Top 5 Brainstorming Techniques

In nearly every business setting, brainstorming techniques play a critical role in the creativity of the organization as a whole. Whether it is formalized as a process or just occurs naturally in meetings, brainstorming sessions often lead to some of the best ideas that a company will ever produce. If you feel like your organization is ‘stuck in the mud’ at the moment and you need to get things moving once again, a brainstorming meeting with some of the top minds in the company may be just what you need.

Of course, not all brainstorming sessions are created equal. There are a variety of ways to go about the process of brainstorming new ideas, and the right one for your need will depend on what you are trying to accomplish. Only when you apply the right technique in the right situation, and with the right people, will you get the results you desire.

With that in mind, we have assembled five of the best brainstorming techniques here in this article. By the time you have read through this content, you should have a clear understanding of the strengths and weaknesses of each brainstorming technique, and you will probably be able to make an easy decision as to which one is right for your organization. Or, better yet, you may identify two or more than you can use from time to time, depending on the situation at hand.

To get started, we are going to provide a quick overview of each of the five brainstorming techniques. Once that is complete, we will provide some advice on how to pick the right one for your business.

Brainstorming

Our first stop on the list is simple brainstorming – this is probably what you think of when you hear the word ‘brainstorming’ mentioned at work. You aren’t going to give any specific form to this type of brainstorming, which keeps it more legitimate in the minds of many. To some people, brainstorming is supposed to be natural and ‘wild’, and placing constraints on it is only going to limit what can be created. If you decide to have a traditional brainstorming session, you will simply open the floor and allow everyone in the meeting to toss out ideas that come to mind. When it goes right, this can be a powerful way to develop new ideas using some of the smartest people in the company.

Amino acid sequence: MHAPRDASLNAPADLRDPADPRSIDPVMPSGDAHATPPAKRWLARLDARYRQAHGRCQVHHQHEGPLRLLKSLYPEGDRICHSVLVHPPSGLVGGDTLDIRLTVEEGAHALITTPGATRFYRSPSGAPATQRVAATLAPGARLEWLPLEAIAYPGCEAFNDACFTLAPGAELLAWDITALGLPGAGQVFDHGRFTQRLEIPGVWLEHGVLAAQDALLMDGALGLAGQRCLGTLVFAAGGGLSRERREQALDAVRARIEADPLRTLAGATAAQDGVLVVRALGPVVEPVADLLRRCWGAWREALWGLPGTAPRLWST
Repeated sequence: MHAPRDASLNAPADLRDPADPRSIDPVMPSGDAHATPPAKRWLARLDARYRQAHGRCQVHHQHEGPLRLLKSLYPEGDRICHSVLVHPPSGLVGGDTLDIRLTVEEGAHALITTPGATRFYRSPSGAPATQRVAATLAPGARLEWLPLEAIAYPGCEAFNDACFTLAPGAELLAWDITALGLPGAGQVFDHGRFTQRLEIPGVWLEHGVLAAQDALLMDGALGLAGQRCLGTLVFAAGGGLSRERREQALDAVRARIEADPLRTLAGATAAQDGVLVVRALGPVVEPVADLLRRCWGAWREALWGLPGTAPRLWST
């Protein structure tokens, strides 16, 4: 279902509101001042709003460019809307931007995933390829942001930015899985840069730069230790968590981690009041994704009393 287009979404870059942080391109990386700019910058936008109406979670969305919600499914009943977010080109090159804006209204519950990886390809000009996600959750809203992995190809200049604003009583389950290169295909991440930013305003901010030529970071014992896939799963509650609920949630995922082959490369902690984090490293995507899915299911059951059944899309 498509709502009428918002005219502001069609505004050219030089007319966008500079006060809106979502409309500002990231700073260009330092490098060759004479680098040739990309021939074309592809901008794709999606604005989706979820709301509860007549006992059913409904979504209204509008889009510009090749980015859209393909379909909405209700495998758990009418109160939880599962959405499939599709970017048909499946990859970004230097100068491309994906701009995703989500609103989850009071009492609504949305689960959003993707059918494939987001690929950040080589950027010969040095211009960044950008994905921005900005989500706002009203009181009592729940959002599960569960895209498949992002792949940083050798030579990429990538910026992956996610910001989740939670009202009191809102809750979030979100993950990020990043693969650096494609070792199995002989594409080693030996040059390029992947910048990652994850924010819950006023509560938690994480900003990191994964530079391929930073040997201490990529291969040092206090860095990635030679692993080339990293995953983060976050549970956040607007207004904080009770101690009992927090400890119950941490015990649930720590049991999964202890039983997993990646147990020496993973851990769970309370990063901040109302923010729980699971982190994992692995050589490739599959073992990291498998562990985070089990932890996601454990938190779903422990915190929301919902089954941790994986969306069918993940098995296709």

Unfortunately, it doesn’t always go right. The biggest strength of a traditional brainstorming session – the creative freedom that it offers – is also the biggest drawback. Since there is no structure, a standard brainstorming session could quickly break down into a meeting that is dominated by just one or two people. Those with aggressive, outspoken personalities tend to rise to the front in this kind of session, while others fade to the background – even if they have great ideas.

It should be noted that not all brainstorming techniques need to be done in a group setting. When appropriate, you can simply have your own brainstorming session while sitting alone in your office or at your desk. In this case, standard brainstorming makes a lot of sense, because there are no meeting dynamics to be concerned with. You can just let your mind run wild, write down your best ideas, and see where the time takes you.

6-3-5 Brainwriting

As you move on, we get to the concept of 6-3-5 brainwriting. This is a method of brainstorming which introduces some additional structure to the process. If you have tried to use brainstorming in a large group but found the process to be unproductive, you may wish to consider this option for your next such meeting.

The title of the method refers to the process that it uses to arrive at new ideas. Read through the points below to understand what is meant by 6-3-5 brainwriting.

  • The ‘six’ in the title of this method refers to the number of people involved in the brainwriting process. There are going to be six people tasked with developing ideas to solve a given problem, in addition to one person who is going to serve as the moderator (for a total of seven).
  • During each round of the brainwriting session, each person involved is going to be asked to come up with three ideas. These ideas will be written down on a worksheet (more on the worksheet later). While it is common to simply write out the ideas that come to mind, some applications may call for ideas to be drawn or otherwise represented visually.
  • Five minutes are going to be allotted for each stage of this process, during which each of the six people will need to come up with three ideas. While this time limit is helpful to keep people focused and to prevent the session from taking up too much time, it can be altered to suit the needs of your organization specifically. For instance, if you are trying to solve a particularly difficult problem, it may make sense to bump up the time limit slightly.

Some simple math will reveal that you are going to need to dedicate a half hour to this process in order to complete it successfully. That allows for five minutes in each rotation, and six rotations in total. With a little time to get setup at the start, and then some time to review the results in the end, you are still looking at under an hour for what could be a powerful session of brainstorming.

This is likely to be a successful method to use when the people involved in your meeting are used to structure and order. Some types of employees are comfortable in the freeform environment of regular brainstorming, while others are not. If your group will fare better when rules are in place, 6-3-5 brainwriting is a great option.

Reverse Brainstorming

In business, you will occasionally run into problems that just seem as though they can’t be solved. You will look at the same problem for days, weeks, or even months – with no progress to speak of. This is not only frustrating, but it can be costly to the company as well. The success of your organization may very well depend on you and your team cracking this problem to get things back on track.